engrave vs etch what difference

what is difference between engrave and etch

English

Alternative forms

  • ingrave

Pronunciation

  • IPA(key): /ɪnˈɡɹeɪv/
  • Rhymes: -eɪv
  • Hyphenation: en‧grave

Etymology 1

From earlier ingrave, equivalent to en- +‎ grave (to carve, engrave). More at grave.

Verb

engrave (third-person singular simple present engraves, present participle engraving, simple past and past participle engraved)

  1. (transitive) To carve text or symbols into (something), usually for the purposes of identification or art.
    • Elbows almost touching they leaned at ease, idly reading the almost obliterated lines engraved there. ¶ “I never understood it,” she observed, lightly scornful. “What occult meaning has a sun-dial for the spooney? I’m sure I don’t want to read riddles in a strange gentleman’s optics.”
  2. (transitive) To carve (something) into a material.
Conjugation
Synonyms
  • (carve (text or symbols) into): carve, etch, inscribe
Translations

Etymology 2

From en- +‎ grave.

Verb

engrave (third-person singular simple present engraves, present participle engraving, simple past and past participle engraved)

  1. (obsolete) To put in a grave, to bury.
    • 1590, Edmund Spenser, The Faerie Queene, II.i:
      So both agree their bodies to engraue; / The great earthes wombe they open to the sky […].

Anagrams

  • Grevena, avenger, vernage

French

Verb

engrave

  1. first-person singular present indicative of engraver
  2. third-person singular present indicative of engraver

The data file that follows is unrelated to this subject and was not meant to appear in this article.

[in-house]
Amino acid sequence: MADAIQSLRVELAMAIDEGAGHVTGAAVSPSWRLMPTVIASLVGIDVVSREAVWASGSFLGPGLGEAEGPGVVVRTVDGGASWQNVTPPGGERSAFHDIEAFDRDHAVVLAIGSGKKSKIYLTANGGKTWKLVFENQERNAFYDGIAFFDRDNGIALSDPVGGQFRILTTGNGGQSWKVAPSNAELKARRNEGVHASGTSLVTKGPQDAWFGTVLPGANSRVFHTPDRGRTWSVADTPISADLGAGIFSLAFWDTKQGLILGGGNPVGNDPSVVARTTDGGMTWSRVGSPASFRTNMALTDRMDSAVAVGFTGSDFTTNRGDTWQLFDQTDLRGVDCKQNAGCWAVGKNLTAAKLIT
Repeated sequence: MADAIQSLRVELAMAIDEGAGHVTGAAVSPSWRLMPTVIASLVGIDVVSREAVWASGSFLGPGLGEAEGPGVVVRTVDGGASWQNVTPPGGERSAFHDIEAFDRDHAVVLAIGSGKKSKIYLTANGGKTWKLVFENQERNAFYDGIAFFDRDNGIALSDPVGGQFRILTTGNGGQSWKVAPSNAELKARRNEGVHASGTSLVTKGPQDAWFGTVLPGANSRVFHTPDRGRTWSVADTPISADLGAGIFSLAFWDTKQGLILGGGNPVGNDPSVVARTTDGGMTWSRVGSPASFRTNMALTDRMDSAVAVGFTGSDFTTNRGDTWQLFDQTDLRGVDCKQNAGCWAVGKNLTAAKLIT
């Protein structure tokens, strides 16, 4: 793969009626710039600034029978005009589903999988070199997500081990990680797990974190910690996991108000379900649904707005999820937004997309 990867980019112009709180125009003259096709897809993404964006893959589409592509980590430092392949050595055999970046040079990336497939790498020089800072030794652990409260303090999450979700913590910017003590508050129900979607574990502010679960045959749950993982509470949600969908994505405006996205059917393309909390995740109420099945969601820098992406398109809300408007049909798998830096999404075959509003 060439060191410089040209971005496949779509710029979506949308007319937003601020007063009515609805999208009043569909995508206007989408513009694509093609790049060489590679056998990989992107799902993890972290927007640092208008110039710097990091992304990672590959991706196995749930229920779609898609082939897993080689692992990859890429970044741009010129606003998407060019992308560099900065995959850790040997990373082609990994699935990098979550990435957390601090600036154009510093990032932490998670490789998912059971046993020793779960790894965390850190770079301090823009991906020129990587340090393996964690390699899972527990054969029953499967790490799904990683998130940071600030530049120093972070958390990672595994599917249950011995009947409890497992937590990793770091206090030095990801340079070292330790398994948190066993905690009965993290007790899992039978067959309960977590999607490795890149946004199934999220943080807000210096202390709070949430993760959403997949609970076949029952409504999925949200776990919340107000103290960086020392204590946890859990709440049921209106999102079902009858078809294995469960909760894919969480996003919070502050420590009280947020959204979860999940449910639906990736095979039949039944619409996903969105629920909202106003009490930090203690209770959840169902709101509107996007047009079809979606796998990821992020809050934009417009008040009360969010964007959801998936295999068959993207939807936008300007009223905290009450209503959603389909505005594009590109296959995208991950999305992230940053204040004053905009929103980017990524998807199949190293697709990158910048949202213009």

3. first-person singular present subjunctive of engraver
  4. third-person singular present subjunctive of engraver
  5. second-person singular imperative of engraver

Anagrams

  • vengera


English

Pronunciation

  • IPA(key): /ɛtʃ/
  • Rhymes: -ɛtʃ

Etymology 1

From Dutch etsen (to etch), from German ätzen (to etch), from Old High German azzon (to cause to bite or feed), from Proto-Germanic *atjaną, causative of *etaną (to eat) (whence also English eat).

Verb

etch (third-person singular simple present etches, present participle etching, simple past and past participle etched)

  1. To cut into a surface with an acid or other corrosive substance in order to make a pattern. Best known as a technique for creating printing plates, but also used for decoration on metal, and, in modern industry, to make circuit boards.
  2. To engrave a surface.
  3. (figuratively) To make a lasting impression.
    The memory of 9/11 is etched into my mind.
  4. To sketch; to delineate.
    • There are many such empty terms to be found in some learned writers, to which they had recourse to etch out their system.
Translations

Related terms

Etymology 2

Noun

etch

  1. Obsolete form of eddish.

Anagrams

  • Chet, Tech., chet, echt, hect-, tech

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